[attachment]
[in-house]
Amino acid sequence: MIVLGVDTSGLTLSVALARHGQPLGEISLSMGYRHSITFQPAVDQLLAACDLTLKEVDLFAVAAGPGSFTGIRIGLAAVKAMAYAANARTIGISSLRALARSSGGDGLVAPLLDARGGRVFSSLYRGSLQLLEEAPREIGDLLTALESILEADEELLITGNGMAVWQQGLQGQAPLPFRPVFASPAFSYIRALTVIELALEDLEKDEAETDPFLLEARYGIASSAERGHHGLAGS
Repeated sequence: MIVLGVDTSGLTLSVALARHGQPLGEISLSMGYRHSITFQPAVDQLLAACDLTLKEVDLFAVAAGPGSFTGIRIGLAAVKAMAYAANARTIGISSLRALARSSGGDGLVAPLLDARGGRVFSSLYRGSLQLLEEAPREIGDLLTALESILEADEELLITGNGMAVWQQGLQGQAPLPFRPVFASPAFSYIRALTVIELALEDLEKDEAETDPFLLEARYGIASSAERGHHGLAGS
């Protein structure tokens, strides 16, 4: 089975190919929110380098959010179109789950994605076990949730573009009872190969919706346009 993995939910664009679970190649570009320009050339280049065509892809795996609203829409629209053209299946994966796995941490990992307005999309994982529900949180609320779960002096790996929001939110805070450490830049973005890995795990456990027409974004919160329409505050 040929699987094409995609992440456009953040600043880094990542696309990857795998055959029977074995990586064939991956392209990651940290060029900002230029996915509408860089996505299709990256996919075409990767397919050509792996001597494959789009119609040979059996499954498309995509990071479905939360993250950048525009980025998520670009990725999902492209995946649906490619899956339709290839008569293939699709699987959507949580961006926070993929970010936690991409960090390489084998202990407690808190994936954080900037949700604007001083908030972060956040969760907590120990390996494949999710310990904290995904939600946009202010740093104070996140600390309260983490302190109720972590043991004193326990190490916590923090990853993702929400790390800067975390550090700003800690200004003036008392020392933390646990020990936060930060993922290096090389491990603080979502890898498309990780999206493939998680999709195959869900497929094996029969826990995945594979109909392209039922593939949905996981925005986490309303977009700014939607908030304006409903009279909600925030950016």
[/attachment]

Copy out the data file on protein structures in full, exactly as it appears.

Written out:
[in-house]
Amino acid sequence: MIVLGVDTSGLTLSVALARHGQPLGEISLSMGYRHSITFQPAVDQLLAACDLTLKEVDLFAVAAGPGSFTGIRIGLAAVKAMAYAANARTIGISSLRALARSSGGDGLVAPLLDARGGRVFSSLYRGSLQLLEEAPREIGDLLTALESILEADEELLITGNGMAVWQQGLQGQAPLPFRPVFASPAFSYIRALTVIELALEDLEKDEAETDPFLLEARYGIASSAERGHHGLAGS
Repeated sequence: MIVLGVDTSGLTLSVALARHGQPLGEISLSMGYRHSITFQPAVDQLLAACDLTLKEVDLFAVAAGPGSFTGIRIGLAAVKAMAYAANARTIGISSLRALARSSGGDGLVAPLLDARGGRVFSSLYRGSLQLLEEAPREIGDLLTALESILEADEELLITGNGMAVWQQGLQGQAPLPFRPVFASPAFSYIRALTVIELALEDLEKDEAETDPFLLEARYGIASSAERGHHGLAGS
């Protein structure tokens, strides 16, 4: 089975190919929110380098959010179109789950994605076990949730573009009872190969919706346009 993995939910664009679970190649570009320009050339280049065509892809795996609203829409629209053209299946994966796995941490990992307005999309994982529900949180609320779960002096790996929001939110805070450490830049973005890995795990456990027409974004919160329409505050 040929699987094409995609992440456009953040600043880094990542696309990857795998055959029977074995990586064939991956392209990651940290060029900002230029996915509408860089996505299709990256996919075409990767397919050509792996001597494959789009119609040979059996499954498309995509990071479905939360993250950048525009980025998520670009990725999902492209995946649906490619899956339709290839008569293939699709699987959507949580961006926070993929970010936690991409960090390489084998202990407690808190994936954080900037949700604007001083908030972060956040969760907590120990390996494949999710310990904290995904939600946009202010740093104070996140600390309260983490302190109720972590043991004193326990190490916590923090990853993702929400790390800067975390550090700003800690200004003036008392020392933390646990020990936060930060993922290096090389491990603080979502890898498309990780999206493939998680999709195959869900497929094996029969826990995945594979109909392209039922593939949905996981925005986490309303977009700014939607908030304006409903009279909600925030950016």